“You’ll get over it.” “Snap out of it.””It’s not a big deal.” “Stop whining, it’s not that bad.” “Go do ___________, you’ll feel so much better.” “Quit complaining. When I was your age I never ___________.” “Why are you being so difficult?”
Have you said these things? They’re not bad. They make sense for the average child. But . . .then you discovered there was an explanation behind their behaviors. Mental illness.
Does your child suffer with depression, bipolar disorder, or some other mental health issue? Do you struggle to know what to say on their rough days? Most parents weren’t prepared. Like me, you’ve probably blown it many times. How could we know to do it differently? We never expected this to happen. We did the best we could, but sadly, sometimes we’ve wounded our beloved child.
I didn’t realize my daughter’s moodiness was more than a case of the blues. She wasn’t just in a bad mood or being ornery for no reason – which is common behavior for teens. I had no idea what was really going on. So how could I not end up saying all the wrong things?
As parents of children living with mental illness here’s a good goal:
Avoid using belittling or dismissive language.
It’s demeaning and sends a message we never intended. It says, “Your feelings don’t matter.”
Your daughter or son will shut down and quit talking to you so fast your head will spin. When they repress their feelings, bigger problems tend to develop: Self-injury (including eating disorders), self-medicating with alcohol or drugs (or pornography), and more.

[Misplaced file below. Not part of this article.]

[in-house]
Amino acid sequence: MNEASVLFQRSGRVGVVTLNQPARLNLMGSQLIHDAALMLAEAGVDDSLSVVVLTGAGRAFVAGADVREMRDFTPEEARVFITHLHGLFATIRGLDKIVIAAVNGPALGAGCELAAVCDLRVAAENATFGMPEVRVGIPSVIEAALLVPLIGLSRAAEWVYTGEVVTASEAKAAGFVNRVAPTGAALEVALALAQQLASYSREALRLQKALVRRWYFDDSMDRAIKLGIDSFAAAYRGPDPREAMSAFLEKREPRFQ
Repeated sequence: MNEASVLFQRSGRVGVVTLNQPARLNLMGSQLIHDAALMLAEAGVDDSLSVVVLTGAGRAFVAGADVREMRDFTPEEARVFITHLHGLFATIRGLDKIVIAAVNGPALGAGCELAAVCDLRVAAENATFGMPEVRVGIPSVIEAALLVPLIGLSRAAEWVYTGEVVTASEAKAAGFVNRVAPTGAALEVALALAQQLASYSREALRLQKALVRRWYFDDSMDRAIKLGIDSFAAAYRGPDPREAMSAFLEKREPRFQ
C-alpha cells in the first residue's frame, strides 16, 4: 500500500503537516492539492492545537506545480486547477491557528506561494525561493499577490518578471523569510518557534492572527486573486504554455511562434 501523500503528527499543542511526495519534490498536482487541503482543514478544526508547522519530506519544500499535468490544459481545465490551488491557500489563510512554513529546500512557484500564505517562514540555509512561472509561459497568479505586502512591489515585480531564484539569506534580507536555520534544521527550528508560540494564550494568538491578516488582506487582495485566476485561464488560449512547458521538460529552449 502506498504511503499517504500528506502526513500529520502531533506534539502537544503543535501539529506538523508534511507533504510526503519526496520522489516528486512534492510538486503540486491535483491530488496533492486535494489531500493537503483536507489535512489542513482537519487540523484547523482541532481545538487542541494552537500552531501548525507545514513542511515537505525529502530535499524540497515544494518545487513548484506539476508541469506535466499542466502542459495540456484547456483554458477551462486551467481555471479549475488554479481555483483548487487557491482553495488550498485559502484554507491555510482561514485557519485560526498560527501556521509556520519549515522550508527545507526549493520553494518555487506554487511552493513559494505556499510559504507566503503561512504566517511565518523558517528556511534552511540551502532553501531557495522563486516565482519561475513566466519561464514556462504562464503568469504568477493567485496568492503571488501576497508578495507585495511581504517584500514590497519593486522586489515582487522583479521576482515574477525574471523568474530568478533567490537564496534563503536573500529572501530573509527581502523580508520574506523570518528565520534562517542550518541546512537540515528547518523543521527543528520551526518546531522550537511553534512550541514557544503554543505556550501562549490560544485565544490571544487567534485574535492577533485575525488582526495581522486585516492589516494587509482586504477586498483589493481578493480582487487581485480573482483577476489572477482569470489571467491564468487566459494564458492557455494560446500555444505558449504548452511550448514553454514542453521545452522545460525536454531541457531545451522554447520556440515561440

Instead, we could say: “I’m so sorry you’re having a rough day.” “I have time to listen, if you want to talk about what your feeling.” (don’t try to fix them) “Is there anything I can do to help?” “I’ll be here for you if you need me.” “I want you to know you’re not alone. I’m always here for you.” (Be sure and use “I” statements.)
Here’s a practical tip: Plan ahead. What would you be comfortable saying when you’re likely to make a dismissive comment? What feels natural? Get comfortable speaking those statements out loud. Try to memorize a few. Write them down or save them as a note in your iphone you can refer to quickly and easily when needed.
Of course you can’t be your child’s counselor. Don’t try. It would be a turn off. Meeting with their counselor for ideas to improve communication would be worth every penny. But you CAN be an understanding, approachable, nonjudgmental parent. I promise you, it makes a huge difference.
Please don’t be too hard on yourself. No one’s perfect. If you realize you’ve blown it – or when – admit it, ask them to forgive you, ask God, too – then forgive yourself and move on. And don’t try to be your child’s friend. That’s not what they need, either. They need you to be a supportive parent.
The way you respond to your child’s mental health challenges today lays a foundation for the kind of relationship you’ll have with them in the future. So remember – words have the power to wound, but also to heal. Today’s a new day. There’s hope for all of us to learn and grow and do better.
When I asked God for help doing hard things this Bible verse encouraged me:
“Summon your power, O God, show us your strength…as you have done before.” (Psalm 68:28)
Yes, Lord, with your power and strength we can speak words of encouragement, empathy, and support to our children – even when we don’t feel like it.
In Your Son’s Name. Amen.